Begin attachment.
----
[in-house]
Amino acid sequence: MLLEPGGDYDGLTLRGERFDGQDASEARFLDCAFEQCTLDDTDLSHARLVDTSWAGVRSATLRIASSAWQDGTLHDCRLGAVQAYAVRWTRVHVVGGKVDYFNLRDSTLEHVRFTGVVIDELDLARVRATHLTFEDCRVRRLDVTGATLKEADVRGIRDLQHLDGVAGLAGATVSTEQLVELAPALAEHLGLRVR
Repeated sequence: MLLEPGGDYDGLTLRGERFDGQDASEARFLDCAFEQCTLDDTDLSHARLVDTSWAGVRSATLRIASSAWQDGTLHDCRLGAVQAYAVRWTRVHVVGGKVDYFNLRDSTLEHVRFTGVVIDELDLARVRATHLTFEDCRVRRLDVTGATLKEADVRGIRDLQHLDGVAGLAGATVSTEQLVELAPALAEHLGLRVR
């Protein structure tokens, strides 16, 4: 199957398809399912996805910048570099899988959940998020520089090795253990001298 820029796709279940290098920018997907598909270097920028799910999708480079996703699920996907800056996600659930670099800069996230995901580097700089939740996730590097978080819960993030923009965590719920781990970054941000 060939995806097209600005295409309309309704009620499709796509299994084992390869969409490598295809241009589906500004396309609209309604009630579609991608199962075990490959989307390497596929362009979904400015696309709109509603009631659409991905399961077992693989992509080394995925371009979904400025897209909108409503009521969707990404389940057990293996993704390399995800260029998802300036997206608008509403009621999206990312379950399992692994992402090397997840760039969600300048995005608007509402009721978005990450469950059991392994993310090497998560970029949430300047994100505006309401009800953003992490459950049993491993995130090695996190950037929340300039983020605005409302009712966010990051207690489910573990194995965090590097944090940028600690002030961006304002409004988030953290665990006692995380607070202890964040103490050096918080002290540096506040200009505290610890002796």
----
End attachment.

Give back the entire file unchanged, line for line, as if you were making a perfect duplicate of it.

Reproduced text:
[in-house]
Amino acid sequence: MLLEPGGDYDGLTLRGERFDGQDASEARFLDCAFEQCTLDDTDLSHARLVDTSWAGVRSATLRIASSAWQDGTLHDCRLGAVQAYAVRWTRVHVVGGKVDYFNLRDSTLEHVRFTGVVIDELDLARVRATHLTFEDCRVRRLDVTGATLKEADVRGIRDLQHLDGVAGLAGATVSTEQLVELAPALAEHLGLRVR
Repeated sequence: MLLEPGGDYDGLTLRGERFDGQDASEARFLDCAFEQCTLDDTDLSHARLVDTSWAGVRSATLRIASSAWQDGTLHDCRLGAVQAYAVRWTRVHVVGGKVDYFNLRDSTLEHVRFTGVVIDELDLARVRATHLTFEDCRVRRLDVTGATLKEADVRGIRDLQHLDGVAGLAGATVSTEQLVELAPALAEHLGLRVR
């Protein structure tokens, strides 16, 4: 199957398809399912996805910048570099899988959940998020520089090795253990001298 820029796709279940290098920018997907598909270097920028799910999708480079996703699920996907800056996600659930670099800069996230995901580097700089939740996730590097978080819960993030923009965590719920781990970054941000 060939995806097209600005295409309309309704009620499709796509299994084992390869969409490598295809241009589906500004396309609209309604009630579609991608199962075990490959989307390497596929362009979904400015696309709109509603009631659409991905399961077992693989992509080394995925371009979904400025897209909108409503009521969707990404389940057990293996993704390399995800260029998802300036997206608008509403009621999206990312379950399992692994992402090397997840760039969600300048995005608007509402009721978005990450469950059991392994993310090497998560970029949430300047994100505006309401009800953003992490459950049993491993995130090695996190950037929340300039983020605005409302009712966010990051207690489910573990194995965090590097944090940028600690002030961006304002409004988030953290665990006692995380607070202890964040103490050096918080002290540096506040200009505290610890002796």